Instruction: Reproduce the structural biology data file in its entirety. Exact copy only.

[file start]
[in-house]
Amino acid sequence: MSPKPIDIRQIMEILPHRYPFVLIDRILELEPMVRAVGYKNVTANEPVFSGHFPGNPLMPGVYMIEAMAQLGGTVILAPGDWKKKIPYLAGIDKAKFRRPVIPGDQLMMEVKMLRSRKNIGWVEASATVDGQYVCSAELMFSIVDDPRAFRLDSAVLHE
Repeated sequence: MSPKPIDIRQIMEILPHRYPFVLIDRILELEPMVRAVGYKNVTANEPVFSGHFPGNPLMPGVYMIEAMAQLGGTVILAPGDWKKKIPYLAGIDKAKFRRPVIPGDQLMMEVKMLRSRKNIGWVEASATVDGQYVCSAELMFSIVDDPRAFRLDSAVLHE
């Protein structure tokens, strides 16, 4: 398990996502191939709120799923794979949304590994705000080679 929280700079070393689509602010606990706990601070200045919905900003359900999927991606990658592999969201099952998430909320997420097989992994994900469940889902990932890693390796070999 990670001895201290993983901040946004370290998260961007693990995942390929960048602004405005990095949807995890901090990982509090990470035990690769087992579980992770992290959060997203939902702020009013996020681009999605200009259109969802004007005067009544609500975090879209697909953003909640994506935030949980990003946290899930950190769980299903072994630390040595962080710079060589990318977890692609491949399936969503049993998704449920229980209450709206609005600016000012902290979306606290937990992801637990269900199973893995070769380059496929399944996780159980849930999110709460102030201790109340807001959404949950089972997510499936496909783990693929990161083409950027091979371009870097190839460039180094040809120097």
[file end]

[in-house]
Amino acid sequence: MSPKPIDIRQIMEILPHRYPFVLIDRILELEPMVRAVGYKNVTANEPVFSGHFPGNPLMPGVYMIEAMAQLGGTVILAPGDWKKKIPYLAGIDKAKFRRPVIPGDQLMMEVKMLRSRKNIGWVEASATVDGQYVCSAELMFSIVDDPRAFRLDSAVLHE
Repeated sequence: MSPKPIDIRQIMEILPHRYPFVLIDRILELEPMVRAVGYKNVTANEPVFSGHFPGNPLMPGVYMIEAMAQLGGTVILAPGDWKKKIPYLAGIDKAKFRRPVIPGDQLMMEVKMLRSRKNIGWVEASATVDGQYVCSAELMFSIVDDPRAFRLDSAVLHE
């Protein structure tokens, strides 16, 4: 398990996502191939709120799923794979949304590994705000080679 929280700079070393689509602010606990706990601070200045919905900003359900999927991606990658592999969201099952998430909320997420097989992994994900469940889902990932890693390796070999 990670001895201290993983901040946004370290998260961007693990995942390929960048602004405005990095949807995890901090990982509090990470035990690769087992579980992770992290959060997203939902702020009013996020681009999605200009259109969802004007005067009544609500975090879209697909953003909640994506935030949980990003946290899930950190769980299903072994630390040595962080710079060589990318977890692609491949399936969503049993998704449920229980209450709206609005600016000012902290979306606290937990992801637990269900199973893995070769380059496929399944996780159980849930999110709460102030201790109340807001959404949950089972997510499936496909783990693929990161083409950027091979371009870097190839460039180094040809120097």